drugs | Integrative functional medicine blog

Antacids and antibiotics raise allergy and autoimmune rates




Being a parent is hard work. And being a parent of a child in pain can be a very scary thing. I get it, we have all been there. But before you go run out and get that prescription filled there are some things to consider.

A large study shows antacid and antibiotic use in early childhood significantly raises the risk of developing allergies.


Researchers looked at the records of almost 800,000 children born during a 13-year period to families in the military.


Surprisingly, almost 10 percent of the babies were treated with antacids such as Zantac or Pepcid for acid reflux; spitting up is common in infants and does not typically need to be medicated. But it can be scary when you are not aware. After all, adults don't spit up.


Also surprising was that more than half of the children in the study went on to develop allergies, rashes, asthma, or hay fever.


However, the children who received antacids in infancy were twice as likely to develop allergic diseases compared to the rest.


What’s worse is that their risk of developing anaphylaxis, a severe allergic reaction that can be deadly, was 50 percent higher compared to the non-medicated children.


Children who received antibiotics as babies were twice as likely to have asthma and had a 50 percent higher likelihood of hay fever and anaphylactic allergies. Those are some pretty significant increases in incidence rates.


Why you must take care of the gut to avoid allergies and immune-based diseases

The researchers suggested the negative impact antacids and antibiotics have on gut bacteria, also called the gut microbiome, play a role in the development of allergies and other immune disorders.

Additionally, by neutralizing the acidity of the stomach, which is necessary to break down foods, antacids may be allowing undigested foods into the small intestine. This negatively impacts the gut microbiome and inflames the digestive tract., ultimately leading to a leaky gut type condition. Which if its "like" leaky gut, it's going to become leaky gut. Ever heard the term fake it till you make it?

The health of the digestive tract and gut microbiome profoundly influences immune health. When the gut is inflamed and damaged and gut bacteria is unhealthy and full of bad bacteria, this predisposes a person to bunch of immune-based disorders, including but not limited to:

  • Allergies
  • Food sensitivities
  • Chemical sensitivities
  • Eczema and other skin-based disorders
  • Asthma and other respiratory disorders
  • Autoimmune diseases
  • Brain-based disorders

Look for the root cause of childhood illness

Although spitting IS up normal for babies, if a baby is spitting up excessively you have to ask why.

Also, if a child has reoccurring infections that require antibiotics over and over, again you have to ask why.

With any health issue or condition asking why is one of the most important questions you can ask, and one of the things we try to answer in my practice.

These are signs that the health of the digestive tract, the gut microbiome, and the immune system are already in distress.

For instance, the child could be eating a food to which they are intolerant, such as gluten or dairy — two primary triggers of immune disorders.

The child may have been born with food intolerances or autoimmunity (when the immune system attacks the body) passed on from the mother.


A child born via c-section and fed formula is likely to have a less healthy gut microbiome than a child born vaginally and breastfed. This may predispose a child to excess acid reflux or reoccurring infections. Look up Vaginal swab or sweeping for those moms that need to do C-sections. It may significantly help the health of your baby.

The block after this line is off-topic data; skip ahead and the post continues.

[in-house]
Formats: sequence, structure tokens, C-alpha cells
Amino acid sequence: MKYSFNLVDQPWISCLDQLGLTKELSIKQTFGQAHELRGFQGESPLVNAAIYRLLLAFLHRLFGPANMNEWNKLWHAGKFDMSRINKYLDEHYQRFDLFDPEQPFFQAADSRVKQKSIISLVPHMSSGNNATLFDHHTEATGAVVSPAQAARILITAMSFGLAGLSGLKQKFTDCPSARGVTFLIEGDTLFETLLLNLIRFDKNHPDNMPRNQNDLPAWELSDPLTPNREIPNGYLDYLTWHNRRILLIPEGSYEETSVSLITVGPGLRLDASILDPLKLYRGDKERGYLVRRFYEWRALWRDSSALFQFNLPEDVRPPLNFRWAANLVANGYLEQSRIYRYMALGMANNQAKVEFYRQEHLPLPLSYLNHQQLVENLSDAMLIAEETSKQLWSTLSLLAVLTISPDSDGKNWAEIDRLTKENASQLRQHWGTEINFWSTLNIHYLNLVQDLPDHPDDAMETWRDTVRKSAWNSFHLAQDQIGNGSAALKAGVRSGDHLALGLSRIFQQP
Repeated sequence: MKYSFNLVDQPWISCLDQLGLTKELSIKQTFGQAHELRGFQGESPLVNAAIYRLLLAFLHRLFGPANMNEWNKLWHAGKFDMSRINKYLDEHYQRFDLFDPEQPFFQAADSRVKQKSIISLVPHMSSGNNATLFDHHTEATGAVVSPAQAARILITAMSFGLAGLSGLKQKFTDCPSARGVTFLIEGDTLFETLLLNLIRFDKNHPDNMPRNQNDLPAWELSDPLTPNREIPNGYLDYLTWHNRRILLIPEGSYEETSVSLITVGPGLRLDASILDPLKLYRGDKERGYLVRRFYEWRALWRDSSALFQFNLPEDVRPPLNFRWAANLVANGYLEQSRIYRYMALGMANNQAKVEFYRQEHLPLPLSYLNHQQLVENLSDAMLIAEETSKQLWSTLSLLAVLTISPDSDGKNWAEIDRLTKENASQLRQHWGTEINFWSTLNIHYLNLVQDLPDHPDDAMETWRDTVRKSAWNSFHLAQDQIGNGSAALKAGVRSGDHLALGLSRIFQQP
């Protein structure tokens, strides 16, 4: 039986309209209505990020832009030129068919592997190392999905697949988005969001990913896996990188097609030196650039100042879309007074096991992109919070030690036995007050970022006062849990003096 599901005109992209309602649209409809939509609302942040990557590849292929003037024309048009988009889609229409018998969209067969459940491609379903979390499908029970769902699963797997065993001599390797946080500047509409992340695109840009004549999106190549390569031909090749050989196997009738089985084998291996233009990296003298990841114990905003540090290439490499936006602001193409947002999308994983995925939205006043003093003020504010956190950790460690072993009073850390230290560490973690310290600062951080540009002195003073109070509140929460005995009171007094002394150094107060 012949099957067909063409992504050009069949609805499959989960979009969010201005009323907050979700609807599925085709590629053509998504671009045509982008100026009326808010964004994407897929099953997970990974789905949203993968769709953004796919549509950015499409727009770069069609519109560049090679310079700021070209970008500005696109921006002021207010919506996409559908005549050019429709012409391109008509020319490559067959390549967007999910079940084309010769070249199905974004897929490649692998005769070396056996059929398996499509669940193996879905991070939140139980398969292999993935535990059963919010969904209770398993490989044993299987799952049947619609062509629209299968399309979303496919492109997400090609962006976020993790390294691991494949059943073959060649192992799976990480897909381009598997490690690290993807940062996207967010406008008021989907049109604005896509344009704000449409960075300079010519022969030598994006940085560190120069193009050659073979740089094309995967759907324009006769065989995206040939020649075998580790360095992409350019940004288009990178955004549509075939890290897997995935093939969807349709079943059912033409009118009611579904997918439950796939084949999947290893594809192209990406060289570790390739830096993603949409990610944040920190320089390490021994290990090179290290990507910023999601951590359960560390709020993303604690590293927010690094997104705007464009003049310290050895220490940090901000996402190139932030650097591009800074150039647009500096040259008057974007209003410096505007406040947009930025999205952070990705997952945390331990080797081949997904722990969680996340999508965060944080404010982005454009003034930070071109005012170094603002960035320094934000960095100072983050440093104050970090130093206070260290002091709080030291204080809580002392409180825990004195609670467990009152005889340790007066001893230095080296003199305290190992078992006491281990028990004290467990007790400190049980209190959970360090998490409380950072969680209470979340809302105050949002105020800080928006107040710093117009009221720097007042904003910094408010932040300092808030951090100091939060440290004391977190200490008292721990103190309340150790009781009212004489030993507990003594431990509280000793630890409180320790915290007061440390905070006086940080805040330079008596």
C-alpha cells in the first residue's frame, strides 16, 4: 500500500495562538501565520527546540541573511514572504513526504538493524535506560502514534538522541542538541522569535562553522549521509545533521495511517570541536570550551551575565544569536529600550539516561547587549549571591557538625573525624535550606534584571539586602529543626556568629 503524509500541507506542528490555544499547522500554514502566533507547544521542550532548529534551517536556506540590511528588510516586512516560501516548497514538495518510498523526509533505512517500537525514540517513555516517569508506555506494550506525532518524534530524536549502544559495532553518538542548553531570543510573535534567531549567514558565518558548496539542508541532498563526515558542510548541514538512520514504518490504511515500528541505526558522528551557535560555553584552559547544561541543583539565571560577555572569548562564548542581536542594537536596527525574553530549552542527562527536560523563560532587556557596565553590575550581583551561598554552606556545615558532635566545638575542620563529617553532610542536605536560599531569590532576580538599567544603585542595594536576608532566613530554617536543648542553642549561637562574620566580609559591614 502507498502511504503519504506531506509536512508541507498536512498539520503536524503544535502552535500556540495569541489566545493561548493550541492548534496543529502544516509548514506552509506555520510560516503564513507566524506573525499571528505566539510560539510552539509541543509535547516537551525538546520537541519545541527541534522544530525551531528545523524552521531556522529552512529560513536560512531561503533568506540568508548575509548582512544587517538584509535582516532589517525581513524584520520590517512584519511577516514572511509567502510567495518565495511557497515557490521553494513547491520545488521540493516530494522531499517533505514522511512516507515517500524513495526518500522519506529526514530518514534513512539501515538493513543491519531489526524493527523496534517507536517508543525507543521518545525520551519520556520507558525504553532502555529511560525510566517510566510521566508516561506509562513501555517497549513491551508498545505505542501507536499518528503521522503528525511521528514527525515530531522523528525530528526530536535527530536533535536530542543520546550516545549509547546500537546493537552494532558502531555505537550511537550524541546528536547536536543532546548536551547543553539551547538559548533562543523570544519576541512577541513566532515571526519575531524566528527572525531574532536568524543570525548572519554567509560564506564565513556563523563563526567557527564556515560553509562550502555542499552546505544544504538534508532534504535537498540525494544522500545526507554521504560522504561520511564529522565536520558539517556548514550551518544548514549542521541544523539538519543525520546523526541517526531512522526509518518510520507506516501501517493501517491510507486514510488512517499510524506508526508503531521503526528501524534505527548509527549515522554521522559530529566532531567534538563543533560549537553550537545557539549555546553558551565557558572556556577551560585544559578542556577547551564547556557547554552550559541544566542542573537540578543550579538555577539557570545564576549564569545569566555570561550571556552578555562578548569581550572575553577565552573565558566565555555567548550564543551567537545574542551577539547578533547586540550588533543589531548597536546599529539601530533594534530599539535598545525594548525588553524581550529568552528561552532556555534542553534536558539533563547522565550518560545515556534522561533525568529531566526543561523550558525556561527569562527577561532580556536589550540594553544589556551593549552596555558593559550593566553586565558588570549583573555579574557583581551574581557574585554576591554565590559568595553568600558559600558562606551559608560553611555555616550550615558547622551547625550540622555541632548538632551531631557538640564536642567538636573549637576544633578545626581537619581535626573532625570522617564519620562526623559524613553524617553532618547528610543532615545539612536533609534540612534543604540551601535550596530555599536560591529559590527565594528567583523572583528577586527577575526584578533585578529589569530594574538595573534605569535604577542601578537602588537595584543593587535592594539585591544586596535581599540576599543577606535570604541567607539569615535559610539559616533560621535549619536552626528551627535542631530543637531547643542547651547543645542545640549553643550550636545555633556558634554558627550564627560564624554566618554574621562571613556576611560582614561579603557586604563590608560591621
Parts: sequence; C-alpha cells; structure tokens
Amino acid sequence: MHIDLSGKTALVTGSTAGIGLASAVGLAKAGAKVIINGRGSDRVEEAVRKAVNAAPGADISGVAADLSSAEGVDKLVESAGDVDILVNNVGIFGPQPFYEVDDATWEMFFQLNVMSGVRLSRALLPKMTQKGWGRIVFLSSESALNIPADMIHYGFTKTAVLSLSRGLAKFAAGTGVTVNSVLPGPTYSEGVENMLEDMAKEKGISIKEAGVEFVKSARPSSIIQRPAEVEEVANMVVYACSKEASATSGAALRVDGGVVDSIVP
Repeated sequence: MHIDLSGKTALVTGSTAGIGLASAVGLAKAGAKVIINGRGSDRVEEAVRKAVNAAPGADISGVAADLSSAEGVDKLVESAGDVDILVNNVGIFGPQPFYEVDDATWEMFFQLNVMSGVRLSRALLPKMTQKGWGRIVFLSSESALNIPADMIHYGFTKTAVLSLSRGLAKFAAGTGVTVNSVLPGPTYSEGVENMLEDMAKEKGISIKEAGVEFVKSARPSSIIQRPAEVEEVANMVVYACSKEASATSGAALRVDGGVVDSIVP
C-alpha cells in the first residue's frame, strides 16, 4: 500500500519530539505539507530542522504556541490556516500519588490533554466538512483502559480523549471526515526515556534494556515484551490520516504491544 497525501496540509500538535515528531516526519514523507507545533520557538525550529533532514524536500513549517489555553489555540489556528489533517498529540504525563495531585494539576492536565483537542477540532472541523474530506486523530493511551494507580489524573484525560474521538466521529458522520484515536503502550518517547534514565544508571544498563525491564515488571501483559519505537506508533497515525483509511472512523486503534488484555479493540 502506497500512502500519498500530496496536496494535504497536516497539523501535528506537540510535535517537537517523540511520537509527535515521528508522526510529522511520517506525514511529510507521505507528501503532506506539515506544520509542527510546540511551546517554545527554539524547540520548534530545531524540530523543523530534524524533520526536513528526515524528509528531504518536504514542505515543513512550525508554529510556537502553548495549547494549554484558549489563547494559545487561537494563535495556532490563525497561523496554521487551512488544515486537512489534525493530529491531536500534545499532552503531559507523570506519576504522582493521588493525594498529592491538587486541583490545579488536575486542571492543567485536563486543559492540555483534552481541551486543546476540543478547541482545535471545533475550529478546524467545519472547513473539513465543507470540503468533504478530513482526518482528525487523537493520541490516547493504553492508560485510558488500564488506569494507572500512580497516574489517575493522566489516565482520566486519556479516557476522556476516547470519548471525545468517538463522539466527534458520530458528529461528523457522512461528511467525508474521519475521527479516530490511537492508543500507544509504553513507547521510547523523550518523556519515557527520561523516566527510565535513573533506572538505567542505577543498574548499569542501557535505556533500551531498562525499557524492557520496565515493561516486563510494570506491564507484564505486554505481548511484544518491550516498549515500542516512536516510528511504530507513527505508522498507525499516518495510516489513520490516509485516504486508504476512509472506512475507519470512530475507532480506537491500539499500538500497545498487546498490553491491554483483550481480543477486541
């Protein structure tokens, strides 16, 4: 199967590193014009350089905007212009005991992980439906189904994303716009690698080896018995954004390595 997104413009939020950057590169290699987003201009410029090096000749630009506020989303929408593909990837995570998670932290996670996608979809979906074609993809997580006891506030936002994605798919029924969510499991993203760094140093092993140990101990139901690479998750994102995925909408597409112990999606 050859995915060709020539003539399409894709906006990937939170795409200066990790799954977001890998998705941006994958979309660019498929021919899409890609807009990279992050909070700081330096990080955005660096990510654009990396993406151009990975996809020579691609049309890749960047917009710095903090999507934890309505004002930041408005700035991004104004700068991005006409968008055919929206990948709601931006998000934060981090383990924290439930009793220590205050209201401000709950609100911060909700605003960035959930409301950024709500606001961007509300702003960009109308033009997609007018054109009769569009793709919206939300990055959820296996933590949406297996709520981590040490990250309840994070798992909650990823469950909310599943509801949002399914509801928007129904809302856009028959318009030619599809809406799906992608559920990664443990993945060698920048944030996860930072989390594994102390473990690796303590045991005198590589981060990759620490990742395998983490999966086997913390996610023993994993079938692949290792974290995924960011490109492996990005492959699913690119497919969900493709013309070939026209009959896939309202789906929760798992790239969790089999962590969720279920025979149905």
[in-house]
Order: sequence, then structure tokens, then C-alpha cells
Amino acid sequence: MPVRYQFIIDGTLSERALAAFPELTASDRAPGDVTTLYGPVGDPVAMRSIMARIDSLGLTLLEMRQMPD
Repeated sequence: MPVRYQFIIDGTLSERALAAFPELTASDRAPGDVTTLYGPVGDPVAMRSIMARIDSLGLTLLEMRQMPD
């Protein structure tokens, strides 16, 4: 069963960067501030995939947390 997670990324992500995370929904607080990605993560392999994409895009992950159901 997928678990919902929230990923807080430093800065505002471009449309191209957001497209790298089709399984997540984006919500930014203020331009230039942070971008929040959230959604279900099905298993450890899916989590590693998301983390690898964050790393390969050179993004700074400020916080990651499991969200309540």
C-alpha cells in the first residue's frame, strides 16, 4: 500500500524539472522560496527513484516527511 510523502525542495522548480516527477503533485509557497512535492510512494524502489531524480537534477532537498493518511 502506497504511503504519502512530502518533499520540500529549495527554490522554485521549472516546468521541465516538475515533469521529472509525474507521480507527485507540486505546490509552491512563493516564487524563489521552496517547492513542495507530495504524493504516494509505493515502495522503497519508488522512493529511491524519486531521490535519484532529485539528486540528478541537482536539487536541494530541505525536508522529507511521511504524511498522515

However, medicating a child with
antacids and antibiotics only further destroys the gut microbiome and dysregulates the immune system. This makes the child significantly more prone to immune disorders, such as allergies, anaphylaxis, autoimmunity, asthma, eczema, obesity, and other chronic issues.


The key is to address the underlying causes of an inflamed gut, an unhealthy gut microbiome, and inflammation. Some things you should look at are regular blood testing for nutrient deficiencies and excesses, stool analysis, allergy and food sensitivity testing just to name a few.


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I'm Dr. Craig Mortensen
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The downside of NSAID use. Liver disease, leaky gut and more. Oh my!


The downside(s) of NSAID use.




According to the National Institutes of Health, nearly 50 million American adults have chronic pain or severe pain.

The conventional medical model teaches us to reach first for medication to relieve pain, with ibuprofen and other NSAIDs (nonsteroidal anti-inflammatory drugs) at the top of the list. It is after all a pretty realistic expectation.

Have Pain. Get rid of Pain. Done.



However, with research mounting to show NSAIDs have a notable list of dangers, it makes sense instead to look for the root causes of pain and not just cover up the end result of whatever imbalance is causing your pain.


Many people turn to NSAIDs for relief from pain and inflammation. Common NSAIDs are ibuprofen (Motrin, Advil) and naproxen (Aleve). Celecoxib (Celebrex), diclofenac (Cataflam, Voltaren) are prescription NSAIDs.

Aspirin is an NSAID, but it does not pose the same risks for stroke and heart attack.


Ibuprofen is metabolized by the liver, and can cause lesions, liver failure, or jaundice over time. The FDA has even
warned against NSAIDs because they increase the risk of heart attack and stroke.


NSAIDs promote leaky gut

Another reason to avoid NSAIDs is their tendency to promote leaky gut, as I’ve mentioned before in some of my other blogs.

In leaky gut, the lining of the small intestine becomes damaged and overly porous, allowing undigested food, bacteria, yeast, and other pathogens into the bloodstream. This triggers inflammation and pain throughout the body — the same thing people use NSAIDs to relieve, creating a vicious cycle that can be very difficult to get off.